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Don’t Make Assertions That Will Later Prove Untrue

By: Dave Berkus

 

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Sometimes it is easy for someone at the top of an organization to make a statement that, in the enthusiasm of the moment or to make a point, crosses the line between fact and fiction. Sometimes it seems to you to be just an unimportant little stretch of the facts. An estimate of the number of customers, of the amount of traffic to your website, of the numbers of products sold or hours spent in development—there are thousands of areas where a number sounds better when it is larger.

 
Often, the number you state cannot easily be challenged, sometimes justifying the use of a larger number as a way to impress at potential customer, or make a point at an industry meeting.
 
In this age of readily available information, the risk involved in making a statement that can later be proved untrue is too great.  It goes to your credibility itself when discovered or challenged. And often, when someone discovers or uncovers the truth, you’ll never hear of it, even as that person lowers his or her trust in your future statements by some level as a result.
 
Yet, we have all done this in one form or another, some harmlessly, some with intent to deceive. An often-expressed example seems to come from the salesperson who quotes a larger number of users or customers than the facts support. Yes, we’ve seen gray areas. In one example in an industry I know well, there are direct customers and then central systems that in turn support direct customers. The company in mind provides systems to serve both, but its salespeople count as customers all of the indirect customers served by the one system sold to oversee them. The result is an inflated number of total customers, which when compared to the competition counting only direct customers, makes the company look much larger and with greater market share.
 
Is there any harm in this activity? Yes, in two ways, this hurts credibility and confidence. Competitors have every incentive to research the truth of your statements and every incentive to broadcast findings of inaccuracies. And the creator of the knowingly inaccurate statement will always be a bit wary about being challenged, sapping just a bit of energy away from other communications with the same constituents, and knowing that a previous statement is vulnerable to attack.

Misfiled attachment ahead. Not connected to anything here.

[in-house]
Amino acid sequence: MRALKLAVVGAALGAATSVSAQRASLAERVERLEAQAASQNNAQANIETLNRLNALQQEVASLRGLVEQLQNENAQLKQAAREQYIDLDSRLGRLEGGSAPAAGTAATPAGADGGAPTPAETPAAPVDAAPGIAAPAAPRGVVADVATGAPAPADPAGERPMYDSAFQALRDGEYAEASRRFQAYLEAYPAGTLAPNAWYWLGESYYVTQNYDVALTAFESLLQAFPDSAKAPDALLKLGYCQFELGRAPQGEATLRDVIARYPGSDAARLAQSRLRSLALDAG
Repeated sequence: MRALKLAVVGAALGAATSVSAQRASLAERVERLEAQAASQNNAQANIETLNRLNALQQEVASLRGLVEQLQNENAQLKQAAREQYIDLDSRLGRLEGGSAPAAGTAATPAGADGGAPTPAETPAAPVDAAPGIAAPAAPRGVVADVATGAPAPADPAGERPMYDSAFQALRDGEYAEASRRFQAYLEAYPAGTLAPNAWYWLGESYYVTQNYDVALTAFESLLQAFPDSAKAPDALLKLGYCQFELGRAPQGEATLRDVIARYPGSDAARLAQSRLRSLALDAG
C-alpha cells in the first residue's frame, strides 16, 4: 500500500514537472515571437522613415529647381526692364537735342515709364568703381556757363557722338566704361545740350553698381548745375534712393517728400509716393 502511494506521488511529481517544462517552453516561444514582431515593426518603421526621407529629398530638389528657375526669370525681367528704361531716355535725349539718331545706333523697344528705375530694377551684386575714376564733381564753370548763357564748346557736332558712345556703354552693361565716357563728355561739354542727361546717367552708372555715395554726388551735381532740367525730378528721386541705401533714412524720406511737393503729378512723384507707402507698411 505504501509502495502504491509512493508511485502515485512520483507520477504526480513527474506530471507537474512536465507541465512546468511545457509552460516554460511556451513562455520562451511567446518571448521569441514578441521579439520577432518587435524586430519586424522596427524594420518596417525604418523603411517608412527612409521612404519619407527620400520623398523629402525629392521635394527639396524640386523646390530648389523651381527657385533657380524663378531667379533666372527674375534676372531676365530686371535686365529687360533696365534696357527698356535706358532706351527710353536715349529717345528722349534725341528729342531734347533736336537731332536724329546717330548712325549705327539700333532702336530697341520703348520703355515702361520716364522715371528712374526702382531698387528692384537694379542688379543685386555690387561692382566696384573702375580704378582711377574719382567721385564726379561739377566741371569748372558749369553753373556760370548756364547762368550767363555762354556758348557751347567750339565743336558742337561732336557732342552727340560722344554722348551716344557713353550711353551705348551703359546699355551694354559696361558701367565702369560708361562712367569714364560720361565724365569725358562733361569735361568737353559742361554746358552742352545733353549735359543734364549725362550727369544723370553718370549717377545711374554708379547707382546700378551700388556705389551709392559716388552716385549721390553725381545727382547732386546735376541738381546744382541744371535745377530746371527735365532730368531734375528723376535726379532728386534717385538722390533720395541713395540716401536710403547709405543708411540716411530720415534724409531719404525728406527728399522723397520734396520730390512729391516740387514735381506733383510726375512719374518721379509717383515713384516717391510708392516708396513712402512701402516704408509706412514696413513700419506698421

It is best just to not make those statements in the first place. They probably don’t do the job expected in enhancing the person’s or company’s reputation as intended anyway.
 
This article was originally published by Berkonomics
Published: December 22, 2014
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Dave Berkus

Dave Berkus is a noted speaker, author and early stage private equity investor. He is acknowledged as one of the most active angel investors in the country, having made and actively participated in over 87 technology investments during the past decade. He currently manages two angel VC funds (Berkus Technology Ventures, LLC and Kodiak Ventures, L.P.) Dave is past Chairman of the Tech Coast Angels, one of the largest angel networks in the United States. Dave is author of “Basic Berkonomics,” “Berkonomics,” “Advanced Berkonomics,” “Extending the Runway,” and the Small Business Success Collection. Find out more at Berkus.com or contact Dave at dberkus@berkus.com

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